Was. For times gone by. For things covered in a dust that only memory can clean. For things that are no more. Difficult to swallow. It’ll choke instead of rolling off your tongue. And ambush you when you least expect it. A little word which has great power. Was. Seon Hyman. His name was Seon Hyman. A great man. The man who gave me life. My father. Was.
09.10.09. The day this ‘was’ became part of my world. Much of that day and the days that followed remain a blur of tears and “Fuck-yous” which I threw at a God I didn’t know but blamed for taking him from me.
In my mind God was a thug I hoped to meet in a dark, secluded alleyway one night armed with my sand-paper words. But I knew this was pointless. This was one thug who would continue to roam the streets evermore. And slowly I began to process. And the more I did the less it all made sense.
“He was born a Jew. And he’ll die a Jew,” I remember someone saying. But the dad I remember was an atheist. It made no sense to say goodbye to him with guttural Hebrew prayers and shovels of earth being thrown over his coffin. That was someone else’s dad. Not mine.
My dad was a man who would eat bacon. In fact he loved it. Bacon and eggs. Like a good Jewish boy. He was a man who spent most of his Shabbat in front of a computer. He never wore a kippah and wasn’t a shul goer. As a little girl I remember him and I sitting in his car outside the shul waiting for my grandfather, like two kids bunking class. Because neither of us wanted to go in. We both lived for ideas and how we could debate and discuss them. A devout Jew with a checklist might frown upon such a man. A heathen. A gentile, they may even say.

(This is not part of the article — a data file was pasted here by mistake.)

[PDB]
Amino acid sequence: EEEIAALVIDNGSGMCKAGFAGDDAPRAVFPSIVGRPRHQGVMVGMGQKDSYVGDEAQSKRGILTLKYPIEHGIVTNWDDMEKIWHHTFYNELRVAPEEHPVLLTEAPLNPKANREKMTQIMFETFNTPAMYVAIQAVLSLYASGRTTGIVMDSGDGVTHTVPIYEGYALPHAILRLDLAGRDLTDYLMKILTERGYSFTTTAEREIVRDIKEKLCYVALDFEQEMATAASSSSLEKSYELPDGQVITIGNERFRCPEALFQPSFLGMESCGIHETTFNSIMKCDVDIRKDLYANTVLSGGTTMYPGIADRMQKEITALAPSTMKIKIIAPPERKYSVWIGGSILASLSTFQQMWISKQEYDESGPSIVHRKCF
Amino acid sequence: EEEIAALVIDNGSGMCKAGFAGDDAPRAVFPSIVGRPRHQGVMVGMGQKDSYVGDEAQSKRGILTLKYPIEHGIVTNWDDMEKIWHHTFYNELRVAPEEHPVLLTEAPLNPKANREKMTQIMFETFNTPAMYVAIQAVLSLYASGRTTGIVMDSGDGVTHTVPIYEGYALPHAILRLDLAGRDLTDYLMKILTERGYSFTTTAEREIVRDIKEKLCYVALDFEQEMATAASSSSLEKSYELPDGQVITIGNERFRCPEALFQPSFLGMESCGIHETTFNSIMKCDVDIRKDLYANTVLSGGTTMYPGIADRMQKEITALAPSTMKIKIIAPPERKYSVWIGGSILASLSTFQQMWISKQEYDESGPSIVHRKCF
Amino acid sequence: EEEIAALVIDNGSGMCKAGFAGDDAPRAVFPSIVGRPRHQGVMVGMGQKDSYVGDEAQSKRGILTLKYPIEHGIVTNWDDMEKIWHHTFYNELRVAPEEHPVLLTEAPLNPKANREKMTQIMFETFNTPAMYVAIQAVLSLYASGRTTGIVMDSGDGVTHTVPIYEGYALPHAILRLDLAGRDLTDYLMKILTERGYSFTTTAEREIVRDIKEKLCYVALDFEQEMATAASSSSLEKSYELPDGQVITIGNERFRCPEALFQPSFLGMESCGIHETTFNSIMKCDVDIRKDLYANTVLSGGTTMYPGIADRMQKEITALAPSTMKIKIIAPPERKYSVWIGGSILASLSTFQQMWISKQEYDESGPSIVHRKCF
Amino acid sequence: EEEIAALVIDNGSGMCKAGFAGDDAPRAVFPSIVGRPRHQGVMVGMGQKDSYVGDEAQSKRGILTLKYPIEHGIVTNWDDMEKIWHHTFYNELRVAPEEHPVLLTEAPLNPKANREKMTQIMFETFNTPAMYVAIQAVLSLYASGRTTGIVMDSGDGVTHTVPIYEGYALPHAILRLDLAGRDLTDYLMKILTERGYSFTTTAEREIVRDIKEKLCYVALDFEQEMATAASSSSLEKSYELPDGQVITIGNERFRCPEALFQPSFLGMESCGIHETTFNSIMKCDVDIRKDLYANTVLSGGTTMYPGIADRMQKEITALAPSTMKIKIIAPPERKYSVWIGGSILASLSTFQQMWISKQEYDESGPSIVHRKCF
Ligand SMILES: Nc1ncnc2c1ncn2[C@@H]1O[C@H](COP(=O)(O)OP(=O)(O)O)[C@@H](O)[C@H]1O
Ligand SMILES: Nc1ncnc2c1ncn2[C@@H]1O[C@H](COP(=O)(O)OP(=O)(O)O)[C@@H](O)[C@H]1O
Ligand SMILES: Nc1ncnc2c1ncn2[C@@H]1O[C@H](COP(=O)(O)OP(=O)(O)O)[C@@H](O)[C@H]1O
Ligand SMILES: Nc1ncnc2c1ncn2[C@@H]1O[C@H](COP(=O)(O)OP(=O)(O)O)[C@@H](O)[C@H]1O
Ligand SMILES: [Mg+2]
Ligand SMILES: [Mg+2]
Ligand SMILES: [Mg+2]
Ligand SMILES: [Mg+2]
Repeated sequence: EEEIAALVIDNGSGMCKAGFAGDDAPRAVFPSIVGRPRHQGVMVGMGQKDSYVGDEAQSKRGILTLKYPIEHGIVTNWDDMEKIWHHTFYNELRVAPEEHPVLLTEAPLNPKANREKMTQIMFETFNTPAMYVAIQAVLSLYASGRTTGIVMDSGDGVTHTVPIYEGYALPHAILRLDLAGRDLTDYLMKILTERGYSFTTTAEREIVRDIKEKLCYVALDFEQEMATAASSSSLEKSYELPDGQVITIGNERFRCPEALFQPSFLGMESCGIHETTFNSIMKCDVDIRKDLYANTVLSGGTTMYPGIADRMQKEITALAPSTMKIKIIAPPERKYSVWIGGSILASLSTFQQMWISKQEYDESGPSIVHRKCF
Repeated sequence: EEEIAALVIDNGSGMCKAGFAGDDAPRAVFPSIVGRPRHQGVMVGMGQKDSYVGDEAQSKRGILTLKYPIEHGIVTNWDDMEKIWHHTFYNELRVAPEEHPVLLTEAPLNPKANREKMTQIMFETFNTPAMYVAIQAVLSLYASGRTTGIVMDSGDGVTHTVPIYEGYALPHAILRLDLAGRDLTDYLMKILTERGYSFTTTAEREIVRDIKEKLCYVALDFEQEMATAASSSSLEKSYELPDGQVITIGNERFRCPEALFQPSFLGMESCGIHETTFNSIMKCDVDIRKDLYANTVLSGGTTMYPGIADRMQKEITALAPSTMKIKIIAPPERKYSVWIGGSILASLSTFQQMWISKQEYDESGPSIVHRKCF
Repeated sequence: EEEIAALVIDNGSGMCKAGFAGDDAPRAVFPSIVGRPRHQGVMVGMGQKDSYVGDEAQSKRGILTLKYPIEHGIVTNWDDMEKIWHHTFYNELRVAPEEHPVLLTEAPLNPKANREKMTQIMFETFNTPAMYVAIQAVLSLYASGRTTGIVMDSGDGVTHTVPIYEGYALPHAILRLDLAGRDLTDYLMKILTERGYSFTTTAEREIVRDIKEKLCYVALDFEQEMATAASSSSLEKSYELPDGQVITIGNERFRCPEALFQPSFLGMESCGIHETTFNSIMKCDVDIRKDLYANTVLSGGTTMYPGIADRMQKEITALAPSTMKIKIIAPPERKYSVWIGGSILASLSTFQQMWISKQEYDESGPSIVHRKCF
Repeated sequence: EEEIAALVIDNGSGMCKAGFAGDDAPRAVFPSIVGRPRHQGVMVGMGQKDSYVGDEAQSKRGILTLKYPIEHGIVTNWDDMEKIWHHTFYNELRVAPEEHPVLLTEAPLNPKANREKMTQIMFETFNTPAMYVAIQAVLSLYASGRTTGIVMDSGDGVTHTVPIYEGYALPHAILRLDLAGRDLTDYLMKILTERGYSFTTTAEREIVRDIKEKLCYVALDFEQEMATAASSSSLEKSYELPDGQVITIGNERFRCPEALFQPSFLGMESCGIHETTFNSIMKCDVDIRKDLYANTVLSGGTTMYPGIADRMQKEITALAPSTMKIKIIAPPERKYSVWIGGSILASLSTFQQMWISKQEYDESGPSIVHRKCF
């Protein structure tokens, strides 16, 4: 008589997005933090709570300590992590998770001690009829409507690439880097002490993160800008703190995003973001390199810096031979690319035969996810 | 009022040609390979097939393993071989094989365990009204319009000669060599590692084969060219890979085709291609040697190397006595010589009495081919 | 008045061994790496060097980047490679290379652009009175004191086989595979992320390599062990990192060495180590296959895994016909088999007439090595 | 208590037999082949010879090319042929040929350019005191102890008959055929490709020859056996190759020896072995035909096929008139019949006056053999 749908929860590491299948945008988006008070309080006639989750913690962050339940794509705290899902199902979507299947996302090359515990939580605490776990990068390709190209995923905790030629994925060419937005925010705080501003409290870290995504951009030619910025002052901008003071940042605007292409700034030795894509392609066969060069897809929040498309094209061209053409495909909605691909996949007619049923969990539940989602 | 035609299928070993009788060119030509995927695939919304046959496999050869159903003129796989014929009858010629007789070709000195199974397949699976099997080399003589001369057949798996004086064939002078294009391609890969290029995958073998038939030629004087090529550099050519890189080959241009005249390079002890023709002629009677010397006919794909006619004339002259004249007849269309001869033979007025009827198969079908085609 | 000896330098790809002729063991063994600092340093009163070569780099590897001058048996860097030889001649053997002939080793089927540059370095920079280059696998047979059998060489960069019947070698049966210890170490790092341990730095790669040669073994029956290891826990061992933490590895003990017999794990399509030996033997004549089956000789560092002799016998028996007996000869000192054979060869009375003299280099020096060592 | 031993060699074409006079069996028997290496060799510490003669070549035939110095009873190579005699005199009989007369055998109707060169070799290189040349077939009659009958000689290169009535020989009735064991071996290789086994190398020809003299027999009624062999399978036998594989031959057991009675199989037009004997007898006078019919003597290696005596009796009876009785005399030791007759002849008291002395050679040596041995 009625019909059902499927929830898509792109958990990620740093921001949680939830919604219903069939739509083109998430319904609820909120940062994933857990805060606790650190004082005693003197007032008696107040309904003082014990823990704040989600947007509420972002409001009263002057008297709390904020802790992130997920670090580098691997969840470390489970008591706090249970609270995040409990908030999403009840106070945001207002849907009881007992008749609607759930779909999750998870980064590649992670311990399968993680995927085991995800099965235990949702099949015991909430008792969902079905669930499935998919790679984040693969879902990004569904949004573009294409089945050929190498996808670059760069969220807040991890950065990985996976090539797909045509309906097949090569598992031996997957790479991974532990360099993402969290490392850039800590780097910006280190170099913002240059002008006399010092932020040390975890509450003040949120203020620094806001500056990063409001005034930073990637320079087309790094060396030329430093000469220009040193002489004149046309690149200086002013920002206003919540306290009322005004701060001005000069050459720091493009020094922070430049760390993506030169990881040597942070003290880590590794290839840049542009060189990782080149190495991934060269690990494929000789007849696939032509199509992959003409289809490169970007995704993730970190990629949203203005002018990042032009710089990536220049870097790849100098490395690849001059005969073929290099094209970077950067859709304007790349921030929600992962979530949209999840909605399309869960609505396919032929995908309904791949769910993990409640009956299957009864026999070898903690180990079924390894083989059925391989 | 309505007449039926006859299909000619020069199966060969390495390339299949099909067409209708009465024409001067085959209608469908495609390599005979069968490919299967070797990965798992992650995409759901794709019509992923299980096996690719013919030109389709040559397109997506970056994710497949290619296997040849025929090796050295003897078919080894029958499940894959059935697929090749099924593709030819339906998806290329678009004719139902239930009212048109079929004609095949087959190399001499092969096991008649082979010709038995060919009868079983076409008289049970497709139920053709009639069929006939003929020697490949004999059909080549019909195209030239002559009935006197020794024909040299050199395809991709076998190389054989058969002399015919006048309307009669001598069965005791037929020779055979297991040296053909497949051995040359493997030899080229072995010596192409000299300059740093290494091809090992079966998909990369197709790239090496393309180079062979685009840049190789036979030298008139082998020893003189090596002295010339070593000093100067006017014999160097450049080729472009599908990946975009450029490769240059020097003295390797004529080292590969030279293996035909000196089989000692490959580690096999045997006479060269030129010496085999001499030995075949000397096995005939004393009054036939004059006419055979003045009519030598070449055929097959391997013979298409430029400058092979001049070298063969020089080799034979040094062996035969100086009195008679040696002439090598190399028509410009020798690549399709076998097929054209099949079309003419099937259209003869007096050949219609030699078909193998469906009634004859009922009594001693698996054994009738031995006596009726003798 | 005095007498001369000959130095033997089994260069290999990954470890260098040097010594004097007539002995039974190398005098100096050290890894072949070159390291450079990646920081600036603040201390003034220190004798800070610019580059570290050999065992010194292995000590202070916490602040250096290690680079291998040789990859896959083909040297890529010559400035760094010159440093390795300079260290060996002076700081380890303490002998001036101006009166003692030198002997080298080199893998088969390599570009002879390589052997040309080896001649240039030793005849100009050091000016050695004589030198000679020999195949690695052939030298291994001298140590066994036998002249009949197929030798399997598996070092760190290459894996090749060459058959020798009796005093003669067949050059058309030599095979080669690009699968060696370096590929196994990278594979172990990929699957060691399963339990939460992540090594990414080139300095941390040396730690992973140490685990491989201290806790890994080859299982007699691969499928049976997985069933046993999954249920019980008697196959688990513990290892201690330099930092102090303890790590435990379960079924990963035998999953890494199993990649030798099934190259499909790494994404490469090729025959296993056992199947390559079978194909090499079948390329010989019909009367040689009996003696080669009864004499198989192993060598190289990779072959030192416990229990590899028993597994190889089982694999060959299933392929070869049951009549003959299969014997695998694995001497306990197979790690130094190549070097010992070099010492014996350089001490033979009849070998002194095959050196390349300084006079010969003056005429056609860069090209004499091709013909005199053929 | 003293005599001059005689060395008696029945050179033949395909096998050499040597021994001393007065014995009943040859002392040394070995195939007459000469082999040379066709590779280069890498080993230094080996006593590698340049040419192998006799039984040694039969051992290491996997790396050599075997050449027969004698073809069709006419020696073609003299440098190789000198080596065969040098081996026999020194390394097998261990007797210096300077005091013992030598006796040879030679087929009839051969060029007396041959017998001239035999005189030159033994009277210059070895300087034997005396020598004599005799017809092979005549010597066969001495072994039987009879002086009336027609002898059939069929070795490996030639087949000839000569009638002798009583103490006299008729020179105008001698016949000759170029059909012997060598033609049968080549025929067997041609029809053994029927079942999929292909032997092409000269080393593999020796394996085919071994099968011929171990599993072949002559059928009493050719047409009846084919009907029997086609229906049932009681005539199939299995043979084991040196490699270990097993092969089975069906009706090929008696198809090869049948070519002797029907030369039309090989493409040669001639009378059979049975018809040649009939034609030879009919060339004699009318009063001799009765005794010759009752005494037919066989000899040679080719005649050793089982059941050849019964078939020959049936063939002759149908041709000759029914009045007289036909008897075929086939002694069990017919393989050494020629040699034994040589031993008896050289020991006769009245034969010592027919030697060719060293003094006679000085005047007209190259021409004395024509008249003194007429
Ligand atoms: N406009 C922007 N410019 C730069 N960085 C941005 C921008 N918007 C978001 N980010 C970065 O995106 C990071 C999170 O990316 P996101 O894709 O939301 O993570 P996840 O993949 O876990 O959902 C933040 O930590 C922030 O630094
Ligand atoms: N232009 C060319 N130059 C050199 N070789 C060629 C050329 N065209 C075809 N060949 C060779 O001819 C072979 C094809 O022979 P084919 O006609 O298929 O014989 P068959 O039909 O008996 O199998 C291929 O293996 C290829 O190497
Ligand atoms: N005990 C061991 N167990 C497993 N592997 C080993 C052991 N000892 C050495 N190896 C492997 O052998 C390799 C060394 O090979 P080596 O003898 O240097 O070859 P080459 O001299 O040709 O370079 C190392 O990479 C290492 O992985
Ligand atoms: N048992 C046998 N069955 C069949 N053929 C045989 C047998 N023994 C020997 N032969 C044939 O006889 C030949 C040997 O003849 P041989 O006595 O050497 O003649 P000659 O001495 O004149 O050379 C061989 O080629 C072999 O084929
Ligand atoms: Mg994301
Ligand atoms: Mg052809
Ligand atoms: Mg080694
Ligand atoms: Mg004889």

And yet it is from him that my true understanding of what it means to be a Jew comes. He was a good man. Kind. Forgiving. Honest. A good soul. And it is in those qualities and my memories of him that I make sense of what it means to be a Jew. It’s not what I wear or eat. It’s not how many times I pray or if I pray. It’s how I treat others. It’s the mark I leave on the world. It’s who I am as a person.
“There’s this book I want you to read. About the history of the Jewish people. Your people Nic,” I remember him saying to me. “But Pons (that’s what we called him) I still don’t get it … I don’t identify with them,” I want to tell him. I’m still waiting on his answer.